Most people have a hand in food preparation at some time in the day. Even those who subsist on “instant meals” will at least zap it in the microwave for the necessary amount of time. Some people however cook intricate dishes, for their own amusement or for friends and families.
Most people eat cooked food although there is somewhat of a fad for raw food at the present time. All sorts of diets are also touted as having some sort of benefit for the food conscious, all of which seem bizarre when one considers that many, many people around the world are starving.
Cooking can be described as applied chemistry, as the aim of cooking is to change the food being cooked by treating it with heat in one way or another. All the methods treatment are given names, like “boiling”, or “baking” or “roasting”. In the distant past no doubt such treatments were hit and miss, but these days, with temperature controlled ovens and ingredients which are pretty much consistent, a reasonable result can be achieved by most people.
I’d guess that the first method of cooking was to hold a piece of meat over a fire until the outside was charred and much of the inside was cooked. However, human ingenuity soon led to spit roasting and other cooking methods. A humorous account of the accidental discovery of roasting a pig was penned by Charles Lamb. In the account the discovery came as a result of an accidental setting fire to a pig sty, and consequently, as the idea of roast pork spread this led to a rash of pig sty fires, until some sage discovered that houses and sties did not need to be burnt down and it was sufficient to hang the pig over a fire.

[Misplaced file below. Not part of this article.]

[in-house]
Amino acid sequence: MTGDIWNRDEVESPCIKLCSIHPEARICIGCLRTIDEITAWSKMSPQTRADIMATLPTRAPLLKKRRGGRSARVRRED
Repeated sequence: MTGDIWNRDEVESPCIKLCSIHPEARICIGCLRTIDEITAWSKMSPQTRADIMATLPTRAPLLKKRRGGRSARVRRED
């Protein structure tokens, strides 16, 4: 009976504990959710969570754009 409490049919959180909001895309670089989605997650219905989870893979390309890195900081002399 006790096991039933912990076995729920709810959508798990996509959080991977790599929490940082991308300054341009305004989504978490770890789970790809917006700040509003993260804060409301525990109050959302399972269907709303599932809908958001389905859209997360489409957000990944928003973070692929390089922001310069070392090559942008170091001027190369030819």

I’d suspect that while roasting may have been invented quite early by humans, cooking in water would have come along a lot later as more technology is needed to boil anything. That is, a container would be needed and while coconut shells and mollusc shells can contain a little water, and folded leaves would do at a pinch, when humans invented pottery, the art and science of cooking was advanced immensely.
Although the foods that we eat can pretty much all be eaten raw, most people would find cooked food much more attractive. Cooked food smells nice. The texture of cooked food is different from the texture of raw food. I expect cookery experts are taught the chemical reactions that happen in cooking, but I suspect that cooking breaks down the carbohydrates, the fats, and the proteins in the food to simpler components and that we find it easier to digest these simpler chemicals.
Maybe. That doesn’t explain why cooked food smells so much nicer than raw food. If food is left to break down by itself it smells awful, rotten, and with a few exceptions we don’t eat food that has started to decay.
Maybe the organisms that rot food produce different simpler components, or maybe the organisms produce by products that humans dislike. Other carnivores don’t seem to mind eating carrion and maybe a rotting carcass smells good to them.